The Constitution, the law, and government regulations restrict freedom of association to varying degrees. A May 2001 law on political parties provides that a party must inform the Government about its financial holdings and any change in its leadership or program. Political parties may not receive financial support from the state or any foreign patron. In accordance with the Constitution, the law also forbids the establishment of political parties in the executive and judicial branches, military units, law enforcement organizations, state-owned enterprises, and other public institutions; however, this prohibition often was ignored in practice. The Supreme Court reserves the right to ban any political party upon the recommendation of the Ministry of Justice or the Prosecutor General.
The 2001 law requires that a political party maintain offices in one-half of the regions; however, in practice regional parties existed. Ethnic minorities occupied leadership positions in national political parties (see Section 3). Groups must register with the Government to pursue almost any purpose. Unregistered groups are prohibited from opening bank accounts, acquiring property, or entering into contracts. The registration law also gives the Government the right to inspect the activities of all registered groups. This law requires that a party specify all its activities in its charter, but the party is not required to notify the authorities of all its meetings. A change in the group's charter necessitates reregistration. As of year's end, the Government had not reregistered the Ukraine offices of the National Democratic Institute (NDI), the International Republican Institute (IRI), and the Institute for Sustainable Communities.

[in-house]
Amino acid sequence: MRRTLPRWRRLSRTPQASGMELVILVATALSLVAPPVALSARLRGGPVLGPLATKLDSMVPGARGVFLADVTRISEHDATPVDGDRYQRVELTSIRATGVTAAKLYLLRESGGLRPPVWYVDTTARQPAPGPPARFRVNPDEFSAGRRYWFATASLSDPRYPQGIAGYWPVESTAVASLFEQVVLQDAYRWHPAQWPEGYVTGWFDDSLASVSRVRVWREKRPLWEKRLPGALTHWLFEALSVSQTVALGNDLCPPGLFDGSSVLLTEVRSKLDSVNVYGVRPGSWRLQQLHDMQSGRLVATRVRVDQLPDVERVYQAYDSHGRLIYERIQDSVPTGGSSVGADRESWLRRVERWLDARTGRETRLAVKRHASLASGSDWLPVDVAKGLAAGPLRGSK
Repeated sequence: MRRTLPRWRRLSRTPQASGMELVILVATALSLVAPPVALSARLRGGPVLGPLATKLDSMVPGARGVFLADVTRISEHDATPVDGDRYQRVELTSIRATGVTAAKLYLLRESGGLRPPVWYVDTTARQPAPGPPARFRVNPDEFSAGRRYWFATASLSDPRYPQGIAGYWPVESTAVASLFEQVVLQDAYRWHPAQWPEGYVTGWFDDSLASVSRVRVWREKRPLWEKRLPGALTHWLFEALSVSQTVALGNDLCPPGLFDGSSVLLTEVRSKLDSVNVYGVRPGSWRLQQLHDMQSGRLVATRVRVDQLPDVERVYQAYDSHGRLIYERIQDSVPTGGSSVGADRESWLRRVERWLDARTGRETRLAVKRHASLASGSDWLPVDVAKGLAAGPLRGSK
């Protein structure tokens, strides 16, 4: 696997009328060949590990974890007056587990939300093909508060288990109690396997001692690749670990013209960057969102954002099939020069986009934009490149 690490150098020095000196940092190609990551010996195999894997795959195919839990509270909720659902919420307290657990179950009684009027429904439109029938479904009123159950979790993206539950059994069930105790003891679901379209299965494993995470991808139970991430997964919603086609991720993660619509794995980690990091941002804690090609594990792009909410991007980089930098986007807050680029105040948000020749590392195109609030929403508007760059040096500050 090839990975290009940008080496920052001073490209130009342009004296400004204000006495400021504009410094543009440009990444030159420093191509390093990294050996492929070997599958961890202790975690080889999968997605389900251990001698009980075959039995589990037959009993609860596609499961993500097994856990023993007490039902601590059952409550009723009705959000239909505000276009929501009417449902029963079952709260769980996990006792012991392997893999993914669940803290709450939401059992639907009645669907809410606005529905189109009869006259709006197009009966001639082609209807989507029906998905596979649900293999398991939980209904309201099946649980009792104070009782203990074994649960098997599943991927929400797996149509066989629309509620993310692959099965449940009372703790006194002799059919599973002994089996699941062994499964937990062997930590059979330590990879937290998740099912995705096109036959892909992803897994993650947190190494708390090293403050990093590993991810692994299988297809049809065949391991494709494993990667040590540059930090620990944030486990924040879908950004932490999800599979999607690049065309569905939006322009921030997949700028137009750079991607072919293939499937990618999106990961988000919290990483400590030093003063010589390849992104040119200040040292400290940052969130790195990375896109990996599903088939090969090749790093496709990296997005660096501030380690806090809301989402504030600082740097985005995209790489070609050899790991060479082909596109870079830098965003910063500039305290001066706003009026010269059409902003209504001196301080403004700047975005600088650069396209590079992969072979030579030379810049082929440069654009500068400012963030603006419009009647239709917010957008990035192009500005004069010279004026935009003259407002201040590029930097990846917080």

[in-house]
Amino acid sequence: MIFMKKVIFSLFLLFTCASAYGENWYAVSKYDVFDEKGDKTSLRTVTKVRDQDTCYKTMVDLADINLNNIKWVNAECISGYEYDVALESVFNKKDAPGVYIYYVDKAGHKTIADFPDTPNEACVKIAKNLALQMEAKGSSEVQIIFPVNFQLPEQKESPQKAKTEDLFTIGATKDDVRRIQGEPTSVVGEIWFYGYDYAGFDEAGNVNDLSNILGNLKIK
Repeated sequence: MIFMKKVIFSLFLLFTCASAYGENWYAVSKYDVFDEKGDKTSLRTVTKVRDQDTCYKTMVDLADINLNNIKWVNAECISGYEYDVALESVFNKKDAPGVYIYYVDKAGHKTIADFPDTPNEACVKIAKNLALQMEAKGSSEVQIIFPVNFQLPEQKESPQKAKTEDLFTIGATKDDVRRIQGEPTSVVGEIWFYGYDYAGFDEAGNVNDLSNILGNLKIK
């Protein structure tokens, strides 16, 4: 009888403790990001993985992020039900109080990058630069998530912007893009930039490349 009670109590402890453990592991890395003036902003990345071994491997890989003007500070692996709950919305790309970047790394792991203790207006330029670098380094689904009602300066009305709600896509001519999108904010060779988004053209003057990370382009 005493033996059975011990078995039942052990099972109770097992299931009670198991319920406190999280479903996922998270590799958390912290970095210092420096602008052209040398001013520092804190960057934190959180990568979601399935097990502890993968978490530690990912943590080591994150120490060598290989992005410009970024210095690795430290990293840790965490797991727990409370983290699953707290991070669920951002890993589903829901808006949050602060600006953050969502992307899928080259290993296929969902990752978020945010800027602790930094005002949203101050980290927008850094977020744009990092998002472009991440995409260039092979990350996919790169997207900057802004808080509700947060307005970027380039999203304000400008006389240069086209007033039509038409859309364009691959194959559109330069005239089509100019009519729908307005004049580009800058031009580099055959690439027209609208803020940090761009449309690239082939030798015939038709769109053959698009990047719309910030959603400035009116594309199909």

In the past, some authorities interpreted a provision in the Law on Public Organizations – it states that public organizations are created to protect the interests of their members – to mean that public organizations may offer services only to their members. However, there were no reports that this requirement was used to restrict the activities of any group during the year.
The law provides also for restrictions on organizations that are considered dangerous, such as those which advocate violence or racial and religious hatred or which threaten the public order or health. The Government had not identified publicly any such groups as "dangerous" as of year's end; however, far-right political organizations reported that they were subject to harassment and surveillance by government authorities.
c. Freedom of Religion
The Constitution and the law provide for freedom of religion, and the Government generally respected this right in practice. Religious groups of all beliefs flourished; however, some minority and nontraditional religions continued to experience difficulties registering and buying or leasing property at the local level, although there were fewer reports of such difficulties than in the past. The Constitution and the law provide for the separation of church and state.
There was no state religion. The Ukrainian Orthodox Church, Moscow Patriarchate, tended to predominate in the east; the Ukrainian Orthodox Church, Kiev Patriarchate, and the smaller Ukrainian Autocephalous Orthodox Church were strong in the central regions, and the Ukrainian Greek Catholic Church predominated in the west. These churches exerted significant political influence at the local and regional levels. Reportedly each of these churches, within its respective sphere of influence, also pressured local officials to restrict the activities of the others.